NEW RAMIE CEMETERY, STIVERSVILLE, MAURY COUNTY TENNESSEE
The Beech Tree in New Ramie Cemetery
New Ramah Baptist Church History, By Jill Garrett
January 8, 1973, would mark another anniversary of the Battle of New Orleans and the end of our last war with England, I (Jill) spent most of 1973 trying to locate a picture of a War of 1812 soldier to use for this article. Finally I came up with two; William Boaz and Allen Richardson, both of whom are buried at New Ramah churchyard.
The hills and hollows along the Valley Creek Road once rang with the joyous sound of soul stirring Baptist hymns, but today most people have forgotten that New Ramah Baptist Church ever flourished. What church? No one remembers it. Only a mound of brick in an overgrown cemetery (cleaned up now) is all that remains.
Valley Creek Road leads from the Pulaski Pike to Culleoka about ten miles south of Columbia and the cemetery is about ½ mile from the main highway on a hill across from where Tanyard Hollow Road junctions Valley Creek Road.
But there was a church here even though very little has been preserved of its history. On November 11, 1825 John Cannon deeded land to Isaac Butcher, John Richardson; Richard Hewett. "Trustees of Baptist Church known as Ramah adjoining where Cannon lived on Fountain Creek and Elisha Pullen's spring and including a new brick meeting house known as New Ramah. Witnesses to the deed were Wiley P. Richardson (also in War of 1812) and Henry B. Cannon.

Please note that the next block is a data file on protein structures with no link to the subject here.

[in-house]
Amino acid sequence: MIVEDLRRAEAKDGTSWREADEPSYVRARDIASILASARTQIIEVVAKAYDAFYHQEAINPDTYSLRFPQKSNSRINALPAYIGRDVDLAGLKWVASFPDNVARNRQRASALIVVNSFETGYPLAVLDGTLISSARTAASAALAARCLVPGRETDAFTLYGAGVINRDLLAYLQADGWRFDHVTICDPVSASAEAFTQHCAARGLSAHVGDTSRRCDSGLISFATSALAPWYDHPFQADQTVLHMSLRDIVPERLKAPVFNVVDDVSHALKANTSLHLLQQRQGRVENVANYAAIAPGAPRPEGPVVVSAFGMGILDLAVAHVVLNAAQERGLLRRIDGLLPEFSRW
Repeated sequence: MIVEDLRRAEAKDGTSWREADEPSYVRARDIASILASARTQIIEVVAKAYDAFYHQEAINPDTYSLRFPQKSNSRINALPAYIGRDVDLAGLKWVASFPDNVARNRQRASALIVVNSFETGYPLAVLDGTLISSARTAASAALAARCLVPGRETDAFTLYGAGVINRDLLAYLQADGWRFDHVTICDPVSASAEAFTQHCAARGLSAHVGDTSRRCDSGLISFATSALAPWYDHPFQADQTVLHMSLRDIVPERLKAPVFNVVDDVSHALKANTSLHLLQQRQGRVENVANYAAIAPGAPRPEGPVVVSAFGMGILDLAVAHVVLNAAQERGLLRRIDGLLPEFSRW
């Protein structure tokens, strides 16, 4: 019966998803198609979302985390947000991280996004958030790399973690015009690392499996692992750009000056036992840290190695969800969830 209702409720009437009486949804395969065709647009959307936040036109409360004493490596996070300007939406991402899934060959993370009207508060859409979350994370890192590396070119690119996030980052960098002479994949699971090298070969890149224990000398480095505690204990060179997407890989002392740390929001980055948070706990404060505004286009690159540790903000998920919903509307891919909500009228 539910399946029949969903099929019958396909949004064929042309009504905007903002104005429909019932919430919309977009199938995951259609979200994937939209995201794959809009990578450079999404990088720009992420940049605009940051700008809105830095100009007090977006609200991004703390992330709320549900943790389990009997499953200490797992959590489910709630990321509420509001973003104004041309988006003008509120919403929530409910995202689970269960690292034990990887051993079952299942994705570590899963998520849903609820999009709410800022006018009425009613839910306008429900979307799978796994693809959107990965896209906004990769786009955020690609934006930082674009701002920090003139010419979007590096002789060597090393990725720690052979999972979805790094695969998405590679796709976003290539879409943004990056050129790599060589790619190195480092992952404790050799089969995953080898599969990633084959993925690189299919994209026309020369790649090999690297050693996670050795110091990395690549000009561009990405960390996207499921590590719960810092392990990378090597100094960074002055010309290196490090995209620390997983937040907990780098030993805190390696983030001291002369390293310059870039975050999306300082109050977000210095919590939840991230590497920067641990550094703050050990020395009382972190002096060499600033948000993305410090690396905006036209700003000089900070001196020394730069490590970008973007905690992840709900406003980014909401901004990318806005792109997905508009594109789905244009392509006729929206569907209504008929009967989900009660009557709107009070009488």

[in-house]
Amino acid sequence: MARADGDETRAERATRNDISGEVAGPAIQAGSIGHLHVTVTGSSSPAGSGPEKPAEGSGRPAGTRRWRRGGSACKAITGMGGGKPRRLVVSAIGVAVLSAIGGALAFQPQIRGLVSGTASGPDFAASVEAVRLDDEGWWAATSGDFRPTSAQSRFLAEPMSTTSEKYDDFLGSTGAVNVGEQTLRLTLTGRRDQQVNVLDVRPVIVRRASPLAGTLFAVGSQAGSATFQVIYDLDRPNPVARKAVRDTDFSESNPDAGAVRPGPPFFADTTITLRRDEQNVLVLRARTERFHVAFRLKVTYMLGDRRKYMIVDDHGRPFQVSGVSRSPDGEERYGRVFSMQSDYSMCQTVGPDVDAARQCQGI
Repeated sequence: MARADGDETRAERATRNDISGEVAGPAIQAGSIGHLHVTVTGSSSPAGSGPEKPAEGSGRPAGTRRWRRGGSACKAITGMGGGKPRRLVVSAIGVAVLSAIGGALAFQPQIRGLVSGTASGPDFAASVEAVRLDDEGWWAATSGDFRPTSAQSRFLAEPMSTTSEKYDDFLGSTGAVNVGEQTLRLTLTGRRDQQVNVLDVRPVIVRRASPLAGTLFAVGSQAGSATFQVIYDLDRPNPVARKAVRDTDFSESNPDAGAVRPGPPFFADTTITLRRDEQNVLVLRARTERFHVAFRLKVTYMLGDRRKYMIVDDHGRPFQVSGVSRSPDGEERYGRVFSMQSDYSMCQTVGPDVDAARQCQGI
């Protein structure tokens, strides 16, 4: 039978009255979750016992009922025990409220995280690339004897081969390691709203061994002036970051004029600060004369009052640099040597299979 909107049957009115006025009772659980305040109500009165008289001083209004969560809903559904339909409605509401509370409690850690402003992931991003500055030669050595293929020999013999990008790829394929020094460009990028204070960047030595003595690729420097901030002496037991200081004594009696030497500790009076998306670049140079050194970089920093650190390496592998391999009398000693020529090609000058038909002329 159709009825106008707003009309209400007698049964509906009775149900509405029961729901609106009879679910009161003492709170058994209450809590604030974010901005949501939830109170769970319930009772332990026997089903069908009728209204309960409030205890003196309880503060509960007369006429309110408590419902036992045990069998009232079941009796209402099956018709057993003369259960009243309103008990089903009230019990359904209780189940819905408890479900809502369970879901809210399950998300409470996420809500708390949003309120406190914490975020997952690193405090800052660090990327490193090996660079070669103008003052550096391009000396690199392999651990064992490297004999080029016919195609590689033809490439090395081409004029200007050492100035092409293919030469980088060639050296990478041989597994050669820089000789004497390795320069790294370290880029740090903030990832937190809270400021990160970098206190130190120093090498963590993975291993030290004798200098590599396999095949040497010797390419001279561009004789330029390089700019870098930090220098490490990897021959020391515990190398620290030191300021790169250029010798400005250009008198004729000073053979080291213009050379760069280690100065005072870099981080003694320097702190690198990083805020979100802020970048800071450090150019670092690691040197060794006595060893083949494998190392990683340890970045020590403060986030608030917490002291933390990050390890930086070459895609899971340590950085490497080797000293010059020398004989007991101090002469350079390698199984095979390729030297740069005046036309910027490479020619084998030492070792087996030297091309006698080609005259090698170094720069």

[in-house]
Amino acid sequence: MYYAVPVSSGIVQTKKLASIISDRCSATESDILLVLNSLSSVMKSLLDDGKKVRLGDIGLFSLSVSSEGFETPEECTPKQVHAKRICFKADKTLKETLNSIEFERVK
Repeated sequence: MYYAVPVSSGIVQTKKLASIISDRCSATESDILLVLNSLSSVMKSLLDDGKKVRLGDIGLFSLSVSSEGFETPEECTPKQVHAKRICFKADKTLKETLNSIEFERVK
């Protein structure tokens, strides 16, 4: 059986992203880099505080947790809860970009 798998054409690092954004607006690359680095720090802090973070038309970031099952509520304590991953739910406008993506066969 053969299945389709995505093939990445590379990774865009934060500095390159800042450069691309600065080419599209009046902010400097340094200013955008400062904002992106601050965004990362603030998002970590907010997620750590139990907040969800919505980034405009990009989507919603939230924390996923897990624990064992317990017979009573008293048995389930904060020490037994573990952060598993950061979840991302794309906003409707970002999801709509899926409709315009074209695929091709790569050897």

The church name came from the Bible in Joshua XVIII, 25, and also 1st Samuel 1, 19. Through the years the pronunciation and spelling were corrupted into New Ramia, New Ramey, and even Neurarmie. In a short biography of William Garrett of Southport, he is listed as being one of the first members of "the Free Will Baptist Church at Newrona". Allen Richardson died in 1865 after serving over twenty years as minister of New Ramah and it is thought the church went into decline after his death. The membership was eventually absorbed by Friendship Church at Culleoka.
In case you are Curious, New Ramah served the Stiversville area, which stretches from here to the Giles County line along the Pike. The community was named for John Stivers who moved on to Giles County about 1850 after selling his land to Joshiah Allen Dugger.
Jill was a gifted historical writer in the 1960s & 1970s for the Columbia Daily Herald. She had a wonderful way of captivating her reader's interest with facts and stories of olden days of Maury County and other Middle Tennessee areas. She is today a widely read author with several books in print two of which are: "Hither and Yon" Vol I & Vol II. The article above was condensed from a version published in January of 1973 in the Columbia Daily Herald. [WA 6/18/06]
Photo by Carma Boaz. information by Wayne Austin